Date of Graduation
Master of Science in Poultry Science (MS)
Charles V Maxwell
Second Committee Member
Sara K Orlowski
In the past, histidine warranted little concern from poultry nutritionists because it was seldom deficient in practical broiler diets. With most essential amino acids now commercially available as feed-grade forms to partially replace intact protein ingredients, histidine and its minimum in least-cost formulation are receiving fresh attention. Published histidine requirement data for broilers are sparce, and many of these studies have been conducted on males within the first three weeks post-hatch. Moreover, rudimentary dose-response experimental designs may not be applicable to estimate histidine requirements in later growth periods because histidine is uniquely stored within the body. In times of dietary histidine deficiency, endogenous histidine reserves can be catabolized to furnish free histidine and possibly confound requirement estimates. Therefore, two experiments were conducted to evaluate broiler responsiveness to dietary histidine concentrations with and without endogenous histidine reserve consideration. Chapter II utilized a 2 x 4 factorial design to determine whether female broilers responded differently to increasing digestible histidine to lysine ratios from 22 to 42 days when previously fed different digestible histidine to lysine ratios from 0 to 21 days. Live performance data were collected for both feeding phases and broilers were processed on day 43 to evaluate carcass characteristics. No interactions were found between the starter and grower diet digestible histidine to lysine ratios for any parameters assessed. Increasing the grower diet digestible histidine to lysine ratio elicited linear and quadratic responses for 42 day final body weight, 22 to 42 day body weight gain, 22 to 42 day feed conversion ratio, and 43 day total breast meat yield. The optimal digestible histidine to lysine ratio was calculated to be 34% for 43 day total breast meat yield and 35% for 22 to 42 body weight gain and feed conversion ratio. Chapter III utilized a dose-response design to assess male broiler responsiveness to digestible histidine to lysine ratios of 28 to 43% from 15 to 35 days. A positive control diet differing in the crude protein concentration was formulated to determine the efficacy of the test diet. Live performance and carcass characteristics were measured as response criterion. Increasing the digestible histidine to lysine ratio elicited linear responses for final body weight, body weight gain, feed conversion ratio, and carcass yield. Linear and quadratic responses were observed for both Pectoralis major and minor yield. The optimal digestible histidine to lysine ratios were calculated to be 37 and 39% for Pectoralis minor and major, respectively. Despite the fact that further reductions in dietary crude protein often lead to impaired broiler performance, several benefits could be achieved in doing so, especially during times when prices for intact protein ingredients are high. Broiler responsiveness to increasing dietary histidine concentrations suggests that a deficiency could occur during practical formulation. Thus, understanding requirements for histidine and other less limiting amino acids are some of the steppingstones in the quest towards the more sustainable production of chicken meat.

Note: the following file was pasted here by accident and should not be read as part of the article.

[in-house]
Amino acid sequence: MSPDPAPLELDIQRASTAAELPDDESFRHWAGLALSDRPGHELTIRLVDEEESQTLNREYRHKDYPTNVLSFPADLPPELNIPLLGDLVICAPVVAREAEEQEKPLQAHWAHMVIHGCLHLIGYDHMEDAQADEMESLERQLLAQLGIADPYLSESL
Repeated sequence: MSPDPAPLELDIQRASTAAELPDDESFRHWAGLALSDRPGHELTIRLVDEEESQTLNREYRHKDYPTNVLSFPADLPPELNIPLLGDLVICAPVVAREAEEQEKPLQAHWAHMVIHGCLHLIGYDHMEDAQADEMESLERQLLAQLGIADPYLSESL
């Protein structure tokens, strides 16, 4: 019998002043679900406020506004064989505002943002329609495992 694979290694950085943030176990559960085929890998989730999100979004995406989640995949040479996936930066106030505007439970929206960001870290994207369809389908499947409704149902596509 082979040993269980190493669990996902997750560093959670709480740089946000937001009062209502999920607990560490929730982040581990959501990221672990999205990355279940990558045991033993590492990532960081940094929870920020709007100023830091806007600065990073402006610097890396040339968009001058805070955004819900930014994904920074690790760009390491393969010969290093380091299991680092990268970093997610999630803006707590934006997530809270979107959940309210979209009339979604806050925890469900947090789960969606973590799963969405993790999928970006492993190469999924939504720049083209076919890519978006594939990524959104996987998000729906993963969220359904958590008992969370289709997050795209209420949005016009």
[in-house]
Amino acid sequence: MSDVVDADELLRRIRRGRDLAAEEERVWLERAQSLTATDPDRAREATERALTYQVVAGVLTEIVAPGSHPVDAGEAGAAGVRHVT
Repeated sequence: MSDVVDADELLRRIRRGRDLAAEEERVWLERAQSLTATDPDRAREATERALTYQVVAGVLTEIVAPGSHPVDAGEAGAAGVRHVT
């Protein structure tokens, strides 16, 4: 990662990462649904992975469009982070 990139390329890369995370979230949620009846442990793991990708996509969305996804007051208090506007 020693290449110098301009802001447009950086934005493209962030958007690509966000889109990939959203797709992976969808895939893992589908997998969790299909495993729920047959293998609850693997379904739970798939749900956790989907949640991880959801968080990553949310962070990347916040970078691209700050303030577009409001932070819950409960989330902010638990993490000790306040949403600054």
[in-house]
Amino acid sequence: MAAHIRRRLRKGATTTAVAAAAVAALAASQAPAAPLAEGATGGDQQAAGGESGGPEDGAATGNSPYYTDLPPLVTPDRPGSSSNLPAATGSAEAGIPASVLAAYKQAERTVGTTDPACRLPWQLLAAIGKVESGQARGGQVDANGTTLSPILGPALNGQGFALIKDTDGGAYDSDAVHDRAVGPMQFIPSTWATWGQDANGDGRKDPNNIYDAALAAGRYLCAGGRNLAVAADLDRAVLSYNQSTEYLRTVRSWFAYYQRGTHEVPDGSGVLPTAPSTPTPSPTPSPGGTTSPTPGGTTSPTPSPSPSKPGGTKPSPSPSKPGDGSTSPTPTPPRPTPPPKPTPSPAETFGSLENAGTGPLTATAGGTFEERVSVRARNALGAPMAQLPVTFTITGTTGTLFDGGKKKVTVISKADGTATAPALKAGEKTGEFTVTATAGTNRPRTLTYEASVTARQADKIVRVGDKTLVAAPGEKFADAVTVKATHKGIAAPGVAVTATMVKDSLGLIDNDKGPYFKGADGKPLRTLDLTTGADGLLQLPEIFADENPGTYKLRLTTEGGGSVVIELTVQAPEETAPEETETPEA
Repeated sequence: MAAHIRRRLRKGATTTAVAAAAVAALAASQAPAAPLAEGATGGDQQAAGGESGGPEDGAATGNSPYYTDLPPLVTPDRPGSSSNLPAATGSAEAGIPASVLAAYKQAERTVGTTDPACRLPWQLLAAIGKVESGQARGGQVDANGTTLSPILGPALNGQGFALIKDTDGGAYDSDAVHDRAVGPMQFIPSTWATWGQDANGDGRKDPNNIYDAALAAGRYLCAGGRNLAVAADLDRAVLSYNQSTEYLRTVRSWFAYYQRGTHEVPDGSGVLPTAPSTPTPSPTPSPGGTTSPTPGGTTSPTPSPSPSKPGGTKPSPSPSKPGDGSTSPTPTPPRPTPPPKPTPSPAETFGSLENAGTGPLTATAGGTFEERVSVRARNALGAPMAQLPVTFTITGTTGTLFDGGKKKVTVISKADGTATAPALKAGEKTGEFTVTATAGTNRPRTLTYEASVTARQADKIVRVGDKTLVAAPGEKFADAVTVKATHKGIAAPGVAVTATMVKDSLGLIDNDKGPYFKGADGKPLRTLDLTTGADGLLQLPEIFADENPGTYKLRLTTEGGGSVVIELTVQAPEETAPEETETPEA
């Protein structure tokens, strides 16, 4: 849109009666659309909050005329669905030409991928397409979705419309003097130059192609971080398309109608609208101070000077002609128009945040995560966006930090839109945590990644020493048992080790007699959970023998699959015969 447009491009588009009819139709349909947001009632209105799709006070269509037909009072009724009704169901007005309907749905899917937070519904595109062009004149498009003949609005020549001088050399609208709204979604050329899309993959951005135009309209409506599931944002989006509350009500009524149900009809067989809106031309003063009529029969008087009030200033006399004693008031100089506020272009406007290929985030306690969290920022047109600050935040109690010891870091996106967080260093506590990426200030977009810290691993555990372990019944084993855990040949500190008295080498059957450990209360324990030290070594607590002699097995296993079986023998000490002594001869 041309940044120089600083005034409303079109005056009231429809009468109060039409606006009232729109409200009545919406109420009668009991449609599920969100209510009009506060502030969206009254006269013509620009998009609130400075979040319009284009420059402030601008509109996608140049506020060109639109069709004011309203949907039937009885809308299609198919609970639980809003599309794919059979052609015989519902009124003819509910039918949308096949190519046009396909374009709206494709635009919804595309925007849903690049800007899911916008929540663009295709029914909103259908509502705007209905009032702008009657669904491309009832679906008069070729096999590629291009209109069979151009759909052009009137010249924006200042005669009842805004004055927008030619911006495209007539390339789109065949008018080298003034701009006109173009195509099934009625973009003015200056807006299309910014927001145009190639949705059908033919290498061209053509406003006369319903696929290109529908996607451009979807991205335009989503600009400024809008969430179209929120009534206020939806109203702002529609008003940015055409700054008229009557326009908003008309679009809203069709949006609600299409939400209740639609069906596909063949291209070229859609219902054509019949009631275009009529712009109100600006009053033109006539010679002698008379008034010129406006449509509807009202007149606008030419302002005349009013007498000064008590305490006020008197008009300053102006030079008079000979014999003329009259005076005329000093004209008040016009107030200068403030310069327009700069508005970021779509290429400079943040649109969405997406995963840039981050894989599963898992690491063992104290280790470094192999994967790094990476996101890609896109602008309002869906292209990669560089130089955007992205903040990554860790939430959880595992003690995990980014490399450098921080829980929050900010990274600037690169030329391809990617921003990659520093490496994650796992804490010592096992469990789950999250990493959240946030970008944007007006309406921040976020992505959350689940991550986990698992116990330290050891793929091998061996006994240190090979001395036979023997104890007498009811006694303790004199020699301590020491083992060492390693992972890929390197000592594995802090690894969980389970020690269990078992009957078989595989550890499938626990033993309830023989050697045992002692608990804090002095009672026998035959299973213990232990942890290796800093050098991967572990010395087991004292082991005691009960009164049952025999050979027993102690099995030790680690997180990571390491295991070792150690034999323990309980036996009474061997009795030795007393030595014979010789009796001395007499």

Nelson, K. B. (2023). Dietary Histidine: Broiler Responsiveness With and Without Endogenous Histidine Reserve Consideration. Graduate Theses and Dissertations Retrieved from https://scholarworks.uark.edu/etd/4887
Available for download on Friday, August 30, 2024